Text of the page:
Except the guy who has this
Except this guy. He’d be okay with that.

Gone are the days when anybody could just pick up a videogame and just play for fun, now it’s all about the updates and the online play. Fans of shooters can’t enjoy a good campaign because it’s only four hours long, whereas the online has hundreds of different modes. But this all pales in comparison to the true devil in the details: DLC. DLC was originally created to offer gamers more to do after they were done with their games, but now it’s gotten so bad that developers are purposely leaving parts out of games just to release them as DLC later. It’s insulting to the people who play the games and is pretty sleazy on the part of the company as well. Capcom even goes so far as to leave the content on the disc only to have you buy it later.  On top of this we have companies like EA who give you a pass in order to get online with their games, and if you want you want to get online with the same game on any other console you have to pay for  new code. It’s like instead of giving the bully at school you’re lunch money you have to them pay them just to eat, but then they take your apple and you have to pay them extra if you want to eat that as well.  I realize that people need money, I really do, but how far are these game companies willing to go?

Pictured above: actual Capcom/EA business meeting.
Pictured above: actual Capcom/EA business meeting.

With rumors now swirling of the Xbox 720 doing away with used games and needing online access to even play single player games with no online mode, I’d say pretty far.  I understand that the Call Of Duty/Halo crowd is huge, but these people can’t keep screwing over classic gamers and expect them to keep buying. If these rumors are true then I believe we may be entering the Dark Ages of gaming. What do you guys think?

DmC: Devil May Cry Review

DmC: Devil May Cry Review

Games

I’d like to start by telling those of you who don’t already know that I am in fact a humongous fan of Devil May Cry. With that out of the way I’d like to mention that I was not too thrilled about this reboot when I first heard of it, however after some altering of the new Dante’s initial appearance and the realization that Ninja Theory has a solid calendar I managed to warm up to it. It wasn’t until the demo release that I realized what I was in store for, and man was it looking good. The controls were very solid and the weapons were interchangeable in a way that allowed for seamless combos. It was a DmC fan’s dream as far as gameplay was concerned. The dialogue was cheesy and the cursing seemed arbitrary at times, but overall it seemed to have the spirit of Devil May Cry. Well after finally getting my hands on the game I’m glad to say that DmC fans everywhere can breathe a sigh of relief, because this reboot is one hell of a game!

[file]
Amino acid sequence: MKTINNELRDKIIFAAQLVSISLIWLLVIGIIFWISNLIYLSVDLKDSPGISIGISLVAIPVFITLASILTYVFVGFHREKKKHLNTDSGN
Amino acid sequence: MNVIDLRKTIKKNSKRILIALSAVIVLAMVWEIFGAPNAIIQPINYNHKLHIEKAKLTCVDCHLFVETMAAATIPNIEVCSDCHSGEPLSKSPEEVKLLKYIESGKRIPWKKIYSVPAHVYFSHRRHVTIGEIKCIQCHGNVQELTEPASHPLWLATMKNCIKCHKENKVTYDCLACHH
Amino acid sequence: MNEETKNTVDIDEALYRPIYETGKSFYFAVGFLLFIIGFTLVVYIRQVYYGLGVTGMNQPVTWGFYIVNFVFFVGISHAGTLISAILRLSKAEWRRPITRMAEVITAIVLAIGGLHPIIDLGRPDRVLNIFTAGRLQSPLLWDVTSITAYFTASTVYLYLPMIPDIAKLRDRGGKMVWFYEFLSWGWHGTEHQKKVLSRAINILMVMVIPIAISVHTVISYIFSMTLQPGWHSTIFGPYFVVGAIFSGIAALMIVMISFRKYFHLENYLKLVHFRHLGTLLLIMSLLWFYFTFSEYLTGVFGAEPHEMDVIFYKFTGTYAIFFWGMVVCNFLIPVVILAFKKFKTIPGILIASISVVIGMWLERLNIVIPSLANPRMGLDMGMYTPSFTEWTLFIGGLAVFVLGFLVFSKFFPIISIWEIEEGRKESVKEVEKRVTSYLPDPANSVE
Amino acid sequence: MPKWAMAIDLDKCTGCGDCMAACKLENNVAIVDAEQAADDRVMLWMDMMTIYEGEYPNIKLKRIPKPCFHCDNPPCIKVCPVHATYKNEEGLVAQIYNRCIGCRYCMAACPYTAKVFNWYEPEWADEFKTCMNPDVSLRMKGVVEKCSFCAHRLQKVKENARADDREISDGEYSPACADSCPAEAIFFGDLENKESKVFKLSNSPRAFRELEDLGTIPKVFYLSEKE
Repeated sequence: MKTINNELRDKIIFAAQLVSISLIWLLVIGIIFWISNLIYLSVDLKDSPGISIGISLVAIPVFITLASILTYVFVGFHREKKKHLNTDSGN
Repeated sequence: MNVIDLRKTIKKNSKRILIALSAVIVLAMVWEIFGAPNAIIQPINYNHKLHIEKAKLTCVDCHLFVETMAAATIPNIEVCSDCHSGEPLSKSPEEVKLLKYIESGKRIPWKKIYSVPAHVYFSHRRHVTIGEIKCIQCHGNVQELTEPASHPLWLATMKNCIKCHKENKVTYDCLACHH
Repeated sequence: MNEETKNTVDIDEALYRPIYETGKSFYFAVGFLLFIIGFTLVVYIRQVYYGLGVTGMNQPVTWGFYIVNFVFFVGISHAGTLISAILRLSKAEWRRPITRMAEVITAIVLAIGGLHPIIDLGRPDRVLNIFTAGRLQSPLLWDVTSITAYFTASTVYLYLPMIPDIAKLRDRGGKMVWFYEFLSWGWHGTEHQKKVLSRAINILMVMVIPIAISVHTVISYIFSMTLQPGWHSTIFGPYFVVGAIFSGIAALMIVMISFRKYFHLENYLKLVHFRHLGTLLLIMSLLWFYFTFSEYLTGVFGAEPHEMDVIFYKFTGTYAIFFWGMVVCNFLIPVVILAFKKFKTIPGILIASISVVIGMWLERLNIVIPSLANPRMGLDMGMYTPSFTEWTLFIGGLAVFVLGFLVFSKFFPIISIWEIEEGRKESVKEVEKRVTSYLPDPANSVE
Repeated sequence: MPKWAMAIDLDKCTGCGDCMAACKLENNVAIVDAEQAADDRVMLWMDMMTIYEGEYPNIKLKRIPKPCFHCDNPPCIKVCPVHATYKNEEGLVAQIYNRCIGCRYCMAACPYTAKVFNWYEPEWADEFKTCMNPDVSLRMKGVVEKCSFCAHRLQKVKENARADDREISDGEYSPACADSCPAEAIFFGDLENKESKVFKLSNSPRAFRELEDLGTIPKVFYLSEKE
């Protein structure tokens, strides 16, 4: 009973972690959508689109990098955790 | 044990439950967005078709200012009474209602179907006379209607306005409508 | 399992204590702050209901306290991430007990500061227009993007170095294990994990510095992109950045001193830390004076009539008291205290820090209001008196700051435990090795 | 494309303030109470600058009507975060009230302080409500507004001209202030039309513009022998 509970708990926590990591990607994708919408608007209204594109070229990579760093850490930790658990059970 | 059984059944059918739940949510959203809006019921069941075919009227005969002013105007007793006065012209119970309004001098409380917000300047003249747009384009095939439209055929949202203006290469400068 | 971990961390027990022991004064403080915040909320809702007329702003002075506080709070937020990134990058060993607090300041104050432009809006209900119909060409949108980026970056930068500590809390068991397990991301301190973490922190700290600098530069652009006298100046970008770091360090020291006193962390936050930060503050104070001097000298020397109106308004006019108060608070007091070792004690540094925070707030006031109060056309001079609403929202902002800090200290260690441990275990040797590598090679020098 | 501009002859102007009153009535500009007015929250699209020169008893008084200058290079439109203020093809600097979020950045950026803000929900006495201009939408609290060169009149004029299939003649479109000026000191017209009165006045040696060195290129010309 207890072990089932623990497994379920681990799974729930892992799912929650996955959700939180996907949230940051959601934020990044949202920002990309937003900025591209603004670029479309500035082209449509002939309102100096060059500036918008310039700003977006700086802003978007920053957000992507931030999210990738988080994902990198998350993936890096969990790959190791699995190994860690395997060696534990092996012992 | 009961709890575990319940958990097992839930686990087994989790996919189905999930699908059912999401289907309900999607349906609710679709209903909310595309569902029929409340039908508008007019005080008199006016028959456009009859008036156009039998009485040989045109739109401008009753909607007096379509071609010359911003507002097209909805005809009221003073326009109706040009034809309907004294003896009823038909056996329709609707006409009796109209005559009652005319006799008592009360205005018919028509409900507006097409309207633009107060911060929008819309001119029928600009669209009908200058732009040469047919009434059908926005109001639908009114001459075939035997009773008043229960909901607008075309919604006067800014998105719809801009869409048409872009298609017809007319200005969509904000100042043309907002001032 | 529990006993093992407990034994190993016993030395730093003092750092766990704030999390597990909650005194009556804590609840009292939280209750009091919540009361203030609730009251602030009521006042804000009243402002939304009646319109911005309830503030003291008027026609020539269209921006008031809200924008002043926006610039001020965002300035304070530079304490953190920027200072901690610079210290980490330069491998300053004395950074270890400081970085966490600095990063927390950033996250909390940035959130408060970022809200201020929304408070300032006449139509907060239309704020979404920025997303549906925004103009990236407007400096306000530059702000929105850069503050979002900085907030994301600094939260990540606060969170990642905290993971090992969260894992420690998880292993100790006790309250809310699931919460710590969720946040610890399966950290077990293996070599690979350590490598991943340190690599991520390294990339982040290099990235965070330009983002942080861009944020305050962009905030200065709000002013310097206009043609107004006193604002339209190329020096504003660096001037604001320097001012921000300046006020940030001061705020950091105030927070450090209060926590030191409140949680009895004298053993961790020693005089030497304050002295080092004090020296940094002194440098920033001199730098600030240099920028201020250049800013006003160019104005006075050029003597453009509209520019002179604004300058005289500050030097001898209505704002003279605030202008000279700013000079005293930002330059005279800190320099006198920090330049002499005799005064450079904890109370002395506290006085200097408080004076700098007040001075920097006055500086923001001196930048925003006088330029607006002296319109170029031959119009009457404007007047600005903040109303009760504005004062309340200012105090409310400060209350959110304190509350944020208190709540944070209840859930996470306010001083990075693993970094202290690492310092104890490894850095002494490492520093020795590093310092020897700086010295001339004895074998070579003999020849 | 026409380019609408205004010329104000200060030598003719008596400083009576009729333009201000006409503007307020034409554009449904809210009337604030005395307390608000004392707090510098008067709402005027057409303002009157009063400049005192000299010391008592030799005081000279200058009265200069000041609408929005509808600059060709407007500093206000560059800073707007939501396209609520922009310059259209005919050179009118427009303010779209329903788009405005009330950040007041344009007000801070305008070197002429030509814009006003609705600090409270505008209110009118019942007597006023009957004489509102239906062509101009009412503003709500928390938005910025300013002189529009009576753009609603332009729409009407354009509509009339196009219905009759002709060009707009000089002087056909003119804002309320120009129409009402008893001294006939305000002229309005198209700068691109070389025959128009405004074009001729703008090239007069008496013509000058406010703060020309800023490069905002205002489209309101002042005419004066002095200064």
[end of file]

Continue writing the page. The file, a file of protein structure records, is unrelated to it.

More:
THE PLOT: The plot follows Dante as he is brought by a young psychic named Kat into an organization called “The Order”. Once there Dante meets his brother Vergil, who reveals to him that all of mankind is currently at the whim of a powerful demon named Mundus, the same demon that killed their parents when they were younger. Dante then joins Kat and Vergil in their quest to destroy Mundus both for revenge and the sake of mankind. The plot has the same villain as the original game but the similarities end there. The new DMC takes place in a futuristic city called Limbo which is controlled by Mundus and his army of demons. The demons live in an alternate dimension that can only be accessed through portals either made by Kat, or seen by Dante or Vergil. The fact that there is actually a human populace in this game was a nice treat seeing as in the past DMC has been completely devoid of any life minus the main characters. The dialogue in the game is cheesy at times with forced profanity and childish humor abounds, but honestly it wouldn’t be Dante if he wasn’t making cheesy jokes. The new Dante has just as much if not more personality than the original and when the game takes itself seriously it’s almost like you’re watching a movie. While the plot may not be the most complicated it’s executed very well and the character driven writing of Ninja Theory stands tall once again.

THE PRESENTATION: This is definitely the most beautiful Devil May Cry game to date. The environments while mostly simplistic are very well designed and the addition of them coming alive in the demon universe makes it even better. The character models are well done and the bosses are the best in the series so far. The animation both cut scene and in-game is fantastic, my only complaint with the game graphically is the design of the enemies. A lot of the enemies are just the same enemy but covered in a different colored flame, so by the time you reach the end of the game it’s like you’ve fought a million of the same enemy.

THE GAMEPLAY: As we all know the gameplay is Devil May Cry’s bread and butter. This was the series that basically created the hack and slash after all. Ninja Theory does not disappoint, delivering an extremely tight knit combat system unlike any I’ve experienced in a hack and slash game. The new system allows you to switch between every weapon in Dante’s arsenal mid combat for seamless combos. The Angel and Devil arms also allow Dante to pull himself to enemies, and pull enemies to him respectively. So basically you can endlessly fly between opponents while you pummel them with any weapon you so please, all while looking like a bad-ass mofo! If you play Devil May Cry for the combat then this game has everything you’ll need and much more.

CONCLUSION: Ninja Theory went above and beyond to bring fans of the original series a faithful adaptation and I would say that they’ve more than succeeded. The story is the best DMC has ever had and it’s actually a relief to have a fresh new look at the series. The new Dante is pretty much the same as he’s always been, but everything else towers over what’s been accomplished in the past. If you’re a fan of Devil May Cry and you’ve been skeptical I urge you to pick this game up, it will not disappoint.

8.5/10